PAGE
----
WASHINGTON - In a historic day for gay rights, the Supreme Court gave the nation's legally married gay couples equal federal footing with all other married Americans on Wednesday and also cleared the way for same-sex marriages to resume in California.
In deciding its first cases on the issue, the high court did not issue the sweeping declaration sought by gay rights advocates that would have allowed same-sex couples to marry anywhere in the country. But in two rulings, both by bare 5-4 majorities, the justices gave gay marriage supporters encouragement in confronting the nationwide patchwork of laws that outlaw such unions in roughly three dozen states.
Gay-rights supporters cheered and hugged outside the court. Opponents said they mourned the rulings and vowed to keep up their fight.
Gay rights advocate Vin Testa waves a rainbow flag in front of the Supreme Court at sun up in Washington, Wednesday. In two separate and significant victories for gay rights, the Supreme Court struck down a provision of a federal law denying federal benefits to married gay couples and cleared the way for the resumption of same-sex marriage in California.
In the first of the narrow rulings in its final session of the term, the court wiped away part of a federal anti-gay marriage law, the Defense of Marriage Act, that has kept legally married same-sex couples from receiving tax, health and pension benefits that are otherwise available to married couples.
Justice Anthony Kennedy, joined by the four liberal justices, said the purpose of the law was to impose a disadvantage and "a stigma upon all who enter into same-sex marriages made lawful by the unquestioned authority of the states."
President Barack Obama praised the court's ruling against the federal marriage act, labeling the law "discrimination enshrined in law."
Gay couples in Iowa welcome High Court ruling
By CATHERINE LUCEY
The Associated Press
DES MOINES - Gay married couples in Iowa celebrated a landmark Supreme Court ruling Wednesday that they said means same-sex couples finally will be able to realize benefits afforded to other married people.
Same-sex couples have been able to wed in Iowa since a 2009 Iowa Supreme Court ruling legalized gay marriage. But because the federal Defense of Marriage Act defined marriage as the union of a man and a woman, those couples are blocked from collecting a range of federal benefits available to married people, such as filing joint taxes, receiving breaks on estate taxes and receiving Social Security survivor benefits.
Chris Patterson, who lives in West Des Moines with her married partner and two young children, said she felt relief and joy over the ruling.
"It was a long time coming and we both feel pretty amazing," said Patterson, 41, who takes care of their kids. "I think it's pretty amazing for my family and my kids and I think it's a step forward. I'm at loss for words."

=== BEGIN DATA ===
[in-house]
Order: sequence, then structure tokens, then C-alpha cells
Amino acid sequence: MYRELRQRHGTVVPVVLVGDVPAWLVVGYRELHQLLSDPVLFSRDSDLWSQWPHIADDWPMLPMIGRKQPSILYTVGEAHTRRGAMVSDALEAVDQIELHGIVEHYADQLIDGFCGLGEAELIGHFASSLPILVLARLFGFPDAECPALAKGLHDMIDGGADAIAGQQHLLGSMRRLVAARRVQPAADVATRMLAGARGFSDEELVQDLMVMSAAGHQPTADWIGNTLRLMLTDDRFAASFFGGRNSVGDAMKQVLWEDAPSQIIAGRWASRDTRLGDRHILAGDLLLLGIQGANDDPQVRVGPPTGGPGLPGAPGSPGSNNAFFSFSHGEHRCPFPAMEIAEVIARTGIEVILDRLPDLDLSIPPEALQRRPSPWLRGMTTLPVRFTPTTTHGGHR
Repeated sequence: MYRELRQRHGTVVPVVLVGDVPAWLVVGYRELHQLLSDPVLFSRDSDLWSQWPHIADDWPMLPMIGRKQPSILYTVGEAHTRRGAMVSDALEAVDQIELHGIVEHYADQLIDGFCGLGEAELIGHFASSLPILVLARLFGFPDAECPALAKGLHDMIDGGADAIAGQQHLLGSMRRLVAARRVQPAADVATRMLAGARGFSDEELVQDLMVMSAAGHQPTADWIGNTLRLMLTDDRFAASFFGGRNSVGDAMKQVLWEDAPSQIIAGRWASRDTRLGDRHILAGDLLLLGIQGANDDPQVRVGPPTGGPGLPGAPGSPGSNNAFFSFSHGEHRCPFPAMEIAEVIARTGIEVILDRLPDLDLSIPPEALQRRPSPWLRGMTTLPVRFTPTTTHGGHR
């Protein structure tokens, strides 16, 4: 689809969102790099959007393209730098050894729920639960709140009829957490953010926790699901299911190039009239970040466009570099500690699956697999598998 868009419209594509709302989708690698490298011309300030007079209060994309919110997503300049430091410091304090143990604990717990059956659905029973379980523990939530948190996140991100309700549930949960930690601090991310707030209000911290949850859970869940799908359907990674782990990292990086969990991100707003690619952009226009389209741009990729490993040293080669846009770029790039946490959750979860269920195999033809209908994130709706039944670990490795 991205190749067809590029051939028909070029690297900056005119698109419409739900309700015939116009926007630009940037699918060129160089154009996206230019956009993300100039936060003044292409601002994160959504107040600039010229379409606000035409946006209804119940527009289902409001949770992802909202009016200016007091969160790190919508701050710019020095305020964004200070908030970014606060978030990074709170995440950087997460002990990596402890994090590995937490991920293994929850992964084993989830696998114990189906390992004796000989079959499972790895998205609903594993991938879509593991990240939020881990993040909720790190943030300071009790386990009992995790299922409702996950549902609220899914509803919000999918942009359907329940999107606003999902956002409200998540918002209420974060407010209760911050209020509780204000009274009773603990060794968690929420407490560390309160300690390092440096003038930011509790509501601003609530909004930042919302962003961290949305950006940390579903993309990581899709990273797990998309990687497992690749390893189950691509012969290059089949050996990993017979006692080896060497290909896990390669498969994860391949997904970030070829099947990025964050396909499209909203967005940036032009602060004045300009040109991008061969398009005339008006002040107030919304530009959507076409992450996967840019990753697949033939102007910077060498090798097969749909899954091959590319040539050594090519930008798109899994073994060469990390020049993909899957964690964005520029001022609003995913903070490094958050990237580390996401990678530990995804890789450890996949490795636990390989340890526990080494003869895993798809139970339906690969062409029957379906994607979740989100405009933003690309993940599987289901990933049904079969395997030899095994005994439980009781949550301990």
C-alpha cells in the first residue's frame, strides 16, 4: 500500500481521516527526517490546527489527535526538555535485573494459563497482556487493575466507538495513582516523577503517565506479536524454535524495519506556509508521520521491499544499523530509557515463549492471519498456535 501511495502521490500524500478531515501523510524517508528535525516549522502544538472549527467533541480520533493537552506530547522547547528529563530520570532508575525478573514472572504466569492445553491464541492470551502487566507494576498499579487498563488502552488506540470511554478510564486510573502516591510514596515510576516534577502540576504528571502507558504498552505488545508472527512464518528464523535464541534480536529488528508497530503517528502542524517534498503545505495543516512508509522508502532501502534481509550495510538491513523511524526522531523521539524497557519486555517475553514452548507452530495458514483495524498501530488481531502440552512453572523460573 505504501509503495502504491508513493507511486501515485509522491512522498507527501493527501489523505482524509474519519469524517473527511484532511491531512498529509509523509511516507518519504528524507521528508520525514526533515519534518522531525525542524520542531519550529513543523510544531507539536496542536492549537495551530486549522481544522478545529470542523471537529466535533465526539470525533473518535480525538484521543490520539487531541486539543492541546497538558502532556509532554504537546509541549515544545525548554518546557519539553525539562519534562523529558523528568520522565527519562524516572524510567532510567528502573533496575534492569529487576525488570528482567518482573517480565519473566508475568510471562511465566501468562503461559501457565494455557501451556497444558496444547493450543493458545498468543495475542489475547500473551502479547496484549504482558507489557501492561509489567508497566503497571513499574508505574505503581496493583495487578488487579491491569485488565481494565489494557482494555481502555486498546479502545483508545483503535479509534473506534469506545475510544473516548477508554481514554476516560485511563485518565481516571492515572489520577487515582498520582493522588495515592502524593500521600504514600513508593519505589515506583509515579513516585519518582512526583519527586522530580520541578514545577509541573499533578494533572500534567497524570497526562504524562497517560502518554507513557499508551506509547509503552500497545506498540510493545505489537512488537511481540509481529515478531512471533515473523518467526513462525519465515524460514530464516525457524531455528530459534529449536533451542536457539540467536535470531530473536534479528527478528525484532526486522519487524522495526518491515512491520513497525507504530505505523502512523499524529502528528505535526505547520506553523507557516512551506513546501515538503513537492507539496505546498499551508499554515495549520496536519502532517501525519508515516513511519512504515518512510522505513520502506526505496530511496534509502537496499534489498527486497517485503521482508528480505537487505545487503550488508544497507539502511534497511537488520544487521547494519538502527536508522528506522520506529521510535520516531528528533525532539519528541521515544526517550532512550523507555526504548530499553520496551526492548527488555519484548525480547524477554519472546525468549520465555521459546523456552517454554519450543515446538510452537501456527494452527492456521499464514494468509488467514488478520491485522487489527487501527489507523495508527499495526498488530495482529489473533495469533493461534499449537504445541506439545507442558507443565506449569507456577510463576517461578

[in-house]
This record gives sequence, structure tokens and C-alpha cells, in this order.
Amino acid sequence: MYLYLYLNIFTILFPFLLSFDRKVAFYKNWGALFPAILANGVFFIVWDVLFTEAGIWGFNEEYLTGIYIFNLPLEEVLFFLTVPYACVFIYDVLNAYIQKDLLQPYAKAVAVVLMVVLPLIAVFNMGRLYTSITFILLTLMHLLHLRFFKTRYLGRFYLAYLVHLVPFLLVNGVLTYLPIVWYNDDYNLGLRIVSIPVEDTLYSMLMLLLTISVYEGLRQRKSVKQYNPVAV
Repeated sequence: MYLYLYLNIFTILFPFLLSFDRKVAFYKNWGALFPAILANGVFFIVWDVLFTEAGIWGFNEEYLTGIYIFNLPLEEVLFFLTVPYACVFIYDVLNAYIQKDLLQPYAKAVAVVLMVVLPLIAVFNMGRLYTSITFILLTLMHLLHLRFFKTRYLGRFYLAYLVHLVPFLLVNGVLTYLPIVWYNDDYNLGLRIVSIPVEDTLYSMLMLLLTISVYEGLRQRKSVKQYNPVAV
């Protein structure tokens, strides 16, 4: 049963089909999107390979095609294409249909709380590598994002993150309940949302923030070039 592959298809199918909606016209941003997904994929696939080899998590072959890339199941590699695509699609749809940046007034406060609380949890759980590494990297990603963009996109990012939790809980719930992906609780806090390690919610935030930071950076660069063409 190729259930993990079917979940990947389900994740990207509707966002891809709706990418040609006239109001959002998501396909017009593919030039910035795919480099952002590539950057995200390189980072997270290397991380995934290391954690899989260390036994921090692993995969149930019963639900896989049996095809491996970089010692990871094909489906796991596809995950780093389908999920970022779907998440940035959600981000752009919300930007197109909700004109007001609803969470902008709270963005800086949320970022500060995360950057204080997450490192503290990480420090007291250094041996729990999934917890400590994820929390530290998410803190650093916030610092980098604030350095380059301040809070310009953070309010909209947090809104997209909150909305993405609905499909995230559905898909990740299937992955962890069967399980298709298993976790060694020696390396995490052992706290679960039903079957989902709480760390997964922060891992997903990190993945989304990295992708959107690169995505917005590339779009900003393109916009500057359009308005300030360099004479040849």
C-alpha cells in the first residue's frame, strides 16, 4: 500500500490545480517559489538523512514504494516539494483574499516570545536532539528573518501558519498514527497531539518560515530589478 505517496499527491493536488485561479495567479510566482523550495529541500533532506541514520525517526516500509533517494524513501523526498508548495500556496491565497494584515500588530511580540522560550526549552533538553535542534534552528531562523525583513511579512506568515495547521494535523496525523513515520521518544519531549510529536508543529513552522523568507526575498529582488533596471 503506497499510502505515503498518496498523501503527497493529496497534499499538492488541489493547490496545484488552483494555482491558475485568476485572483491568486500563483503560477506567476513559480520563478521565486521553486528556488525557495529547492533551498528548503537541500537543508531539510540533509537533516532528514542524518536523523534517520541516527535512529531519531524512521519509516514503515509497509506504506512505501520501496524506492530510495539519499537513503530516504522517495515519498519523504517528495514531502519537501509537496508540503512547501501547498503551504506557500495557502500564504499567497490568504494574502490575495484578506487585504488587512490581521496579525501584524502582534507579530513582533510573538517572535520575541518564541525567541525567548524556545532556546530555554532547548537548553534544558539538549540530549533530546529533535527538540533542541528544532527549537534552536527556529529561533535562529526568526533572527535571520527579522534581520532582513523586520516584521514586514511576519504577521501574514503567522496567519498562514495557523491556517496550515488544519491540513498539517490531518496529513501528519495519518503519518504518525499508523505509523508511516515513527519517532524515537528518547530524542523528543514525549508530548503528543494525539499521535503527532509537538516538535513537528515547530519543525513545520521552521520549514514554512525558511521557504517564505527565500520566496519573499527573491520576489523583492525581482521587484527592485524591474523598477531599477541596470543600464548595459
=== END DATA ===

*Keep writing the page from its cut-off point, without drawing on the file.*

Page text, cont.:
Between 2009 and 2011, about 1,500 same-sex couples from Iowa were married in the state, the third to offer gay marriage. More out-of-state couples also have wed in Iowa, one of 12 states, plus the District of Columbia, that have approved same-sex unions.
Jason Dinesen, an accountant and a board member for gay rights group One Iowa, said that the lack of federal recognition for Iowa's same-sex married couples is a headache at tax time. He said these couples must file separate federal taxes, though they can file jointly at the state level. They also miss out on some other tax breaks; for example if a gay couple gets health insurance from one partner's employer, the coverage for the spouse may be considered taxable income.
"Life will be a lot simpler at tax time when DOMA goes away," Dinesen said.
Donna Red Wing, president of One Iowa, agreed.
"We're absolutely thrilled. Everything changes. Everything changes now," said Red Wing, who is marrying her longtime partner later this year in Iowa.
Still, Rep. Dwayne Alons, R-Hull, said he would continue his efforts to end gay marriage in Iowa. During the recent legislative session, he introduced a joint resolution signed by 34 other House Republicans proposing a change in the Iowa Constitution to ban gay marriage. The measure did not survive a self-imposed Legislative deadline this year, but could be revived in the next session.
"It treated loving, committed gay and lesbian couples as a separate and lesser class of people," Obama said in a statement. "The Supreme Court has righted that wrong, and our country is better off for it."
House Speaker John Boehner, R-Ohio, said he was disappointed in the outcome of the federal marriage case and hoped states continue to define marriage as the union of a man and a woman. Boehner, as speaker, had stepped in as the main defender of the law before the court after the Obama administration declined to defend it.
The other case, dealing with California's constitutional ban on same-sex marriage, was resolved by an unusual lineup of justices in a technical legal fashion that said nothing about gay marriage. But the effect was to leave in place a trial court's declaration that California's Proposition 8 ban was unconstitutional. Gov. Jerry Brown quickly ordered that marriage licenses be issued to gay couples as soon as a federal appeals court lifts its hold on the lower court ruling. That will take least 25 days, the appeals court said.